by Ronald Lawson, Ph.D | 22 November 2018 |

October 22 this year was the 174th anniversary of what Adventists know as “The Great Disappointment.” It also means that Adventists have been proclaiming urgently that Jesus is returning “soon” for 174 years. After that many years, what does “soon” mean? How soon is “soon”? If the delay is the result of the need to complete the “pre-advent judgment” (previously known as “the Investigative Judgment”) this should surely make us wonder about the slow speed of God’s computer equipment compared to what we now have here on earth. If it is the result of the failure of all Christians to take the gospel effectively to the “10-40 North Quadrant,” the huge sweep of population stretching from north Africa through the Middle East, Southern Asia, and many of the former Soviet Republics, to China, Japan and much of Southeast Asia, then this suggests that, given our limited progress there, “soon” will be long indeed.

This paper is named “The Persistence of Urgent Apocalypticism within a Denominationalizing Sect: The Case of Seventh-day Adventism.” In it, I argue that the doctrine that the second coming of Christ is near continues to be affirmed in Adventist creedal statements primarily because church leaders fear that any attempt to update the prophetic teachings of Ellen White would result in unmanageable fallout, and it continues to find expression in evangelistic preaching and writing because it still attracts potential converts. It also reappears as the theme of a quarter’s Sabbath School lessons fairly regularly, as a means of hopefully keeping the expectation alive among church members.

However, as American Adventism has put down roots in society and prospered, and has thus moved from near the sect pole towards the denomination pole of the sect-denomination continuum, the doctrine has lost a great deal of its urgency among many of the members. As one might predict from sociological theory, considerable urgency continues on the fringes of Adventism, among the much more sectarian “independent ministries.” These continue to attract a following because of the frustration of first generation members, who were initially attracted to Adventism by its apocalyptic message, because they find when they attend many Adventist churches, especially in the developed world, that the doctrine has been de-emphasized in the preaching there.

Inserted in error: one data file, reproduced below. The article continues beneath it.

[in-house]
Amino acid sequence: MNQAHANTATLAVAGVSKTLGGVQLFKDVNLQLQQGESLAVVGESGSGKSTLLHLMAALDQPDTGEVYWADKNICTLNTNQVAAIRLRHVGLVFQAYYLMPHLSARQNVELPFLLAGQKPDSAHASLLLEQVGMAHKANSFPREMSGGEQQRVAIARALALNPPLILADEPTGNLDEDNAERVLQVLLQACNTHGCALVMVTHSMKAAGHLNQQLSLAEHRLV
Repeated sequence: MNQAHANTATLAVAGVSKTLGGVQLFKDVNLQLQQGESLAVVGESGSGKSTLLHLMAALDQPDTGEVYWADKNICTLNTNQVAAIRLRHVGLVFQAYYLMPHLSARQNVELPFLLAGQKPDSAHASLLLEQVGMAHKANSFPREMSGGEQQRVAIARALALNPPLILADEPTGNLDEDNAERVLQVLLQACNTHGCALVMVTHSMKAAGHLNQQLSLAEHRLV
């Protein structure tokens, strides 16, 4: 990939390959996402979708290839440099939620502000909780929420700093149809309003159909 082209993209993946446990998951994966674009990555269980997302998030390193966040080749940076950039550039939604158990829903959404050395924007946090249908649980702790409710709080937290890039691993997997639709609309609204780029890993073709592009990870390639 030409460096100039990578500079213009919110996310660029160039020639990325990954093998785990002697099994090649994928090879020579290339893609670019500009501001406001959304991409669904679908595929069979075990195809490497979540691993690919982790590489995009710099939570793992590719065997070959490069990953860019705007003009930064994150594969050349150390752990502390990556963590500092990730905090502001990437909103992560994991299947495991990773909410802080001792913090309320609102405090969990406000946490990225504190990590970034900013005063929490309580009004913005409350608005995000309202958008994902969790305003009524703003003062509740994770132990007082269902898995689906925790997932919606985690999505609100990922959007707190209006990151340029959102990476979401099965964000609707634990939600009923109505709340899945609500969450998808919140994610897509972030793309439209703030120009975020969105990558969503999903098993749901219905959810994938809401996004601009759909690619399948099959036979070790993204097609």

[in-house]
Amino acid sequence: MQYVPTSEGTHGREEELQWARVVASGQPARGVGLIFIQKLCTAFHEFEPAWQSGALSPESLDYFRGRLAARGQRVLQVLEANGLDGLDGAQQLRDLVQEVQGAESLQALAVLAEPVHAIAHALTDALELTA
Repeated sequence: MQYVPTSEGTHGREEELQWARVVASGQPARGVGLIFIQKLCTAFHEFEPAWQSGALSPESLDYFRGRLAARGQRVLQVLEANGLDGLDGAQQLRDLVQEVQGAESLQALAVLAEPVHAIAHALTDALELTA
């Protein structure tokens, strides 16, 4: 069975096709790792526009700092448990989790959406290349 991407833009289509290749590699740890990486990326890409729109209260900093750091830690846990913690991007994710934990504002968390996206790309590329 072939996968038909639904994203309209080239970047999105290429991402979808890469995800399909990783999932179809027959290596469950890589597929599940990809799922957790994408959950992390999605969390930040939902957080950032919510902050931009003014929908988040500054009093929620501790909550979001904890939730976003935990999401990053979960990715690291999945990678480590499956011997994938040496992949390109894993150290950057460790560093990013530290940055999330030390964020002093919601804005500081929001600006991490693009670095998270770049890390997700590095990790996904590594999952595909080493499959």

Read the article at RonaldLawson.net. It was originally published in modified form as “The Persistence of Urgent Apocalypticism within a Denominationalizing Sect: The Apocalyptic Fringe Groups of Seventh-day Adventism.” Thomas Robbins and Susan J. Palmer (eds), Millennium, Messiahs and Mayhem (New York: Routledge, 1997), 207-228.


Ronald Lawson is a lifelong Seventh-day Adventist, and a sociologist studying urban conflicts and sectarian religions. He is retired from Queens College, CUNY, and now lives and works in Asheville, NC.

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